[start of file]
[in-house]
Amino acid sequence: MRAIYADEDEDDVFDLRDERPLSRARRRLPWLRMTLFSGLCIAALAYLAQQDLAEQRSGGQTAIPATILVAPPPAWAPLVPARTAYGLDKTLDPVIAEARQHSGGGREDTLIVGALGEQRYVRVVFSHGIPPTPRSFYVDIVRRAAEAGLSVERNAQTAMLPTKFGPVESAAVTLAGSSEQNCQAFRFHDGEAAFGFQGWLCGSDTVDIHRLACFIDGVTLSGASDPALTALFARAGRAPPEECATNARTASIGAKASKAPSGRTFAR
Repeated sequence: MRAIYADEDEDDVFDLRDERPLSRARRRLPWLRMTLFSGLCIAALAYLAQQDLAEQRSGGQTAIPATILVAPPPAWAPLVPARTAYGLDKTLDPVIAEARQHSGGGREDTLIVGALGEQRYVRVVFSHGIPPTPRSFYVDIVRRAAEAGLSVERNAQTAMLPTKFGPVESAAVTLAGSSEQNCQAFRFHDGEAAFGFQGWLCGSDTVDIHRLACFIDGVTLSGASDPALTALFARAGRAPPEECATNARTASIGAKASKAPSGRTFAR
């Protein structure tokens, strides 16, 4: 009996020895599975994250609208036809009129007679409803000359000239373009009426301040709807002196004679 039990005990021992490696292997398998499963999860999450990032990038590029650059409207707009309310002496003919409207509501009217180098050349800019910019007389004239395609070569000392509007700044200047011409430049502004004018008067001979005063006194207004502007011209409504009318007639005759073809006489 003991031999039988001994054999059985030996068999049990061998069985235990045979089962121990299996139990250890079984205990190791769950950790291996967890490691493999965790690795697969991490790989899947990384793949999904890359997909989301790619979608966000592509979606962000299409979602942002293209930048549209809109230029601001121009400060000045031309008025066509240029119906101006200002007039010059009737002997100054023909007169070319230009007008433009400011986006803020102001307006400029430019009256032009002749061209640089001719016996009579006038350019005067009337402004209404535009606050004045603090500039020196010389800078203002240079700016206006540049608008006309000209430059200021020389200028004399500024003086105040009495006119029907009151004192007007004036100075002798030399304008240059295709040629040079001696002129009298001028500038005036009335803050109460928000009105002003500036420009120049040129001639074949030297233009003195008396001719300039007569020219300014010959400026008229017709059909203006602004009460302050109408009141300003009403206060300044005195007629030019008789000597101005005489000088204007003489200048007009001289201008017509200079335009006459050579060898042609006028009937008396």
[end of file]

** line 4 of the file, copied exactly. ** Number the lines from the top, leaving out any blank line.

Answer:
């Protein structure tokens, strides 16, 4: 009996020895599975994250609208036809009129007679409803000359000239373009009426301040709807002196004679 039990005990021992490696292997398998499963999860999450990032990038590029650059409207707009309310002496003919409207509501009217180098050349800019910019007389004239395609070569000392509007700044200047011409430049502004004018008067001979005063006194207004502007011209409504009318007639005759073809006489 003991031999039988001994054999059985030996068999049990061998069985235990045979089962121990299996139990250890079984205990190791769950950790291996967890490691493999965790690795697969991490790989899947990384793949999904890359997909989301790619979608966000592509979606962000299409979602942002293209930048549209809109230029601001121009400060000045031309008025066509240029119906101006200002007039010059009737002997100054023909007169070319230009007008433009400011986006803020102001307006400029430019009256032009002749061209640089001719016996009579006038350019005067009337402004209404535009606050004045603090500039020196010389800078203002240079700016206006540049608008006309000209430059200021020389200028004399500024003086105040009495006119029907009151004192007007004036100075002798030399304008240059295709040629040079001696002129009298001028500038005036009335803050109460928000009105002003500036420009120049040129001639074949030297233009003195008396001719300039007569020219300014010959400026008229017709059909203006602004009460302050109408009141300003009403206060300044005195007629030019008789000597101005005489000088204007003489200048007009001289201008017509200079335009006459050579060898042609006028009937008396």